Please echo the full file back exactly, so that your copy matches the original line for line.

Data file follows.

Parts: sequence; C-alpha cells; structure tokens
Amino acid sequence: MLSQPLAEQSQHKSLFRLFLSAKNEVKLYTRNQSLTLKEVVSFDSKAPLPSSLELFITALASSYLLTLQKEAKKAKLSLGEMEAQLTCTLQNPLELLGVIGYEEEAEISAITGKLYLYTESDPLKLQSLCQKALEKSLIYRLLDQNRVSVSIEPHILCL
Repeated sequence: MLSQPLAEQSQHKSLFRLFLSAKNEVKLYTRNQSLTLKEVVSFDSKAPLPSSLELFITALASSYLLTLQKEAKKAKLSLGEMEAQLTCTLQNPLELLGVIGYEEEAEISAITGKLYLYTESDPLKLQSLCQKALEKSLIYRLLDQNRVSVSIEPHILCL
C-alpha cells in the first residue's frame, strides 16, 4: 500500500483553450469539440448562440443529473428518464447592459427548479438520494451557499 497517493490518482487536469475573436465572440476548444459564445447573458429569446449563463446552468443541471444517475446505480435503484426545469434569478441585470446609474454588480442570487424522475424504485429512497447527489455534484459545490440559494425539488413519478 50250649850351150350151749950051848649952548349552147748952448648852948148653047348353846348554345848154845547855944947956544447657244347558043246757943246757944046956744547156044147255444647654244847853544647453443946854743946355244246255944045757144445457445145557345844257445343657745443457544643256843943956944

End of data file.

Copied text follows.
Parts: sequence; C-alpha cells; structure tokens
Amino acid sequence: MLSQPLAEQSQHKSLFRLFLSAKNEVKLYTRNQSLTLKEVVSFDSKAPLPSSLELFITALASSYLLTLQKEAKKAKLSLGEMEAQLTCTLQNPLELLGVIGYEEEAEISAITGKLYLYTESDPLKLQSLCQKALEKSLIYRLLDQNRVSVSIEPHILCL
Repeated sequence: MLSQPLAEQSQHKSLFRLFLSAKNEVKLYTRNQSLTLKEVVSFDSKAPLPSSLELFITALASSYLLTLQKEAKKAKLSLGEMEAQLTCTLQNPLELLGVIGYEEEAEISAITGKLYLYTESDPLKLQSLCQKALEKSLIYRLLDQNRVSVSIEPHILCL
C-alpha cells in the first residue's frame, strides 16, 4: 500500500483553450469539440448562440443529473428518464447592459427548479438520494451557499 497517493490518482487536469475573436465572440476548444459564445447573458429569446449563463446552468443541471444517475446505480435503484426545469434569478441585470446609474454588480442570487424522475424504485429512497447527489455534484459545490440559494425539488413519478 50250649850351150350151749950051848649952548349552147748952448648852948148653047348353846348554345848154845547855944947956544447657244347558043246757943246757944046956744547156044147255444647654244847853544647453443946854743946355244246255944045757144445457445145557345844257445343657745443457544643256843943956944